Who’s Douglas?: 4

This is the final post of a four-part series of posts. Part 1 can be found here.

An Escalating Sense of Urgency

Douglas with large ears, a pipe, and a smile

The ocean waves keep crashing in. They surge up the beach, only to be drawn back down again by gravity. Each set of waves climbs slightly farther or less far up the beach, depending on whether the tide is flowing or ebbing. How high any particular wave will reach is unpredictable. But the trend of the tide is unmistakable.

* * *

In March of 1980, Douglas celebrated his fiftieth birthday. Not long after reaching this milestone, one of his sustaining beliefs — that he was riding an incoming tide and that the story which had led him here was unfolding as it should — took three significant hits. Following these jarring dislocations, Douglas started to wonder whether the tide might have already turned against him and was now beginning to ebb.

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Who’s Douglas?: 3

This is the third of a four-part series of posts. Part 1 can be found here.

Seeding Wax Statues

Douglas and I are sitting together on Temple Hill. It’s a warm Indian summer afternoon in 1977. Douglas is 47; I’m 32. Doug and Stan have just moved up from Norfolk and are living in a small camper at Transdyne, the land they bought two years ago. It’s within easy walking distance of ALM (Associations of the Light Morning), where Doug and I are now talking.

Far above us, a raven traces a lazy circle in the sky. Douglas again wants to hear why our guidance in Virginia Beach said that the Essenes were to serve as a model for the community. He’s alluding to a few lines from Season of Changes. It’s the passage that first sent him searching for ALM and for me. By now I know the words by heart.

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A Bioregional Seminar: 2

These are the final three letters I wrote when participating in a bioregional seminar in the late 1980s. The first two letters, with a fuller introduction, can be found here.

Letter 3: February 1989

Cabin in the woods

I stayed up late last night, trying unsuccessfully to find a theme for this month’s letter. As I finally went to bed, I asked my dreams for help. But this morning I was unable to recall even a single dream. Joyce, however, who was consciously unaware that I had been puzzling over this letter, awoke with a surprisingly relevant dream. It almost seems as though the dream I needed had come through her.

In the dream world Joyce is attending a workshop on environmental issues. Many of the other participants are castigating the government and/or the big corporations for their unresponsiveness to the critical problems facing the planet. Joyce is moved to say that we have no right to demand significant changes from anyone “out there” if we are unwilling to make comparable changes in our own lives.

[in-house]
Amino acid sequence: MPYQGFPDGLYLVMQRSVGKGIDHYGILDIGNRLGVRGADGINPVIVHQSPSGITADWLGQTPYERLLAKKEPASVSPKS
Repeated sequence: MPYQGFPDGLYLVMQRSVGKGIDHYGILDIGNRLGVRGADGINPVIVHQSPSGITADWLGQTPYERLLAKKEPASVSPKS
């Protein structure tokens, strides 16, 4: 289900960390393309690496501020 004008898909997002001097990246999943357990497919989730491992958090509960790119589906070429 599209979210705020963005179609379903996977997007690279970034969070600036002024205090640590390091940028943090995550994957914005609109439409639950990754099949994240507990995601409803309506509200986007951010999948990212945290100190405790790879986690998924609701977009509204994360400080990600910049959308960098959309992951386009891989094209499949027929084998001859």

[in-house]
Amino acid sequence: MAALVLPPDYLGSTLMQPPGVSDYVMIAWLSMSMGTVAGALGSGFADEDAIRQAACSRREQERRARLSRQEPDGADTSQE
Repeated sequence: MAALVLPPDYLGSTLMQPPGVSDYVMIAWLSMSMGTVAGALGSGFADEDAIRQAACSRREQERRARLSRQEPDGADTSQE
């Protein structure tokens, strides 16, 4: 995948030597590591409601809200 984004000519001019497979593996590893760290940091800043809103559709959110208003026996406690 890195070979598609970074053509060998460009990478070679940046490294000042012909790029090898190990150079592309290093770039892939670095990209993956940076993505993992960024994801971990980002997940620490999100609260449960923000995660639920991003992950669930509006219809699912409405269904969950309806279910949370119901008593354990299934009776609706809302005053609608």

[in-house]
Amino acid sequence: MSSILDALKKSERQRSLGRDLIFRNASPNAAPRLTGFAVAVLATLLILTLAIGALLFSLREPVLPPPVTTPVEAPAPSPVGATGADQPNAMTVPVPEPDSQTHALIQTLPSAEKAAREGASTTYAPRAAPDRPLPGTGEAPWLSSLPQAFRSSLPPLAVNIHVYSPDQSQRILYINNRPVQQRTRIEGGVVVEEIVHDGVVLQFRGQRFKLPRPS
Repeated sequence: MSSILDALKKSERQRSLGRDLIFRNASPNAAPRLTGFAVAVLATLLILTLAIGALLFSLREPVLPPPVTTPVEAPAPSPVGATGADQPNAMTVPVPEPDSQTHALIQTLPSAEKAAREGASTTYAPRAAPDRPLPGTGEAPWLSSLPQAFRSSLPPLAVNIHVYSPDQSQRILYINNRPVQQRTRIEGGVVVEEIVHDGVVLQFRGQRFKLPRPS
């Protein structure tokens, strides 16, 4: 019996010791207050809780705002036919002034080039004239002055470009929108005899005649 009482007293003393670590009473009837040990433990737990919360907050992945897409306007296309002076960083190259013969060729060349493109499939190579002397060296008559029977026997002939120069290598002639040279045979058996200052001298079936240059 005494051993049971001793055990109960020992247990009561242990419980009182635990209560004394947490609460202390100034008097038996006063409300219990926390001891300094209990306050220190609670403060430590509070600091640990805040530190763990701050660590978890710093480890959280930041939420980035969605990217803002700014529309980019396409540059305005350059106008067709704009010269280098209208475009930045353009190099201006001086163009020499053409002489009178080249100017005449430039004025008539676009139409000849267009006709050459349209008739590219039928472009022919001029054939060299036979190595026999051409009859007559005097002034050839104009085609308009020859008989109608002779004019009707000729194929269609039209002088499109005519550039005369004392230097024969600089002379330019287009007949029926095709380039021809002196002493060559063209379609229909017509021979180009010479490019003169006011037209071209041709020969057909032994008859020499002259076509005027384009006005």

“The changes we must turn to first are personal changes,” she says passionately. “And they have to be radical.”

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The Gift of Beauty

Pelican in flight

Joyce and I are walking down a North Carolina beach at dawn. It’s mid-September. The twilit sky is pale blue-gray, with shadings of mauve and orange. We pause, moved by the muted colors and the soft background murmur of surf.

Then, without warning, we are overtaken from behind by a flight of brown pelicans, eight or nine of them, gliding low overhead in perfect formation. Their watchful eyes are serene, their elegantly angular bodies motionless, as they suddenly come into our field of vision.

The beauty of the moment strikes us with an intensity edging on anguish. Joyce feels her fuses being blown, as though only a small dose of such high-voltage beauty can be safely taken in before some self-protective mechanism goes into shut-down mode.

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A New Kind of Family

Pear blossoms

[When Light Morning was an active community, those wanting to visit or intern here sometimes asked about our core values. In response, we posted three articles to an earlier version of this website: Living Close to the Earth, A New Kind of Family, and A Transformational Journey.]

In the spring of 1974, two couples arrived at an old Appalachian farm in southwest Virginia and started homesteading. Ron and Marlene and Joyce and I were passionate and vision-driven. We had just come out of a catalytic encounter with inner guidance. But we also came from significantly different backgrounds.

Joyce and I grew up in a small intentional village on the east coast. As young adults, we adopted the early hippie lifestyle of long hair, psychedelics, rock and roll, and Vietnam War protests. Ron and Marlene were raised on Wisconsin dairy farms. They came of age as straight-laced Midwesterners, never doing any drugs, ignoring the war, and becoming members of the John Birch Society.

How did two couples who would hardly have been acquaintances, let alone friends, end up spending their entire adult lives together? We later joked that it had been an arranged marriage, and we were still looking for who had arranged it. But whoever that mysterious matchmaker may have been, we were tightly bonded with a curiously durable glue.

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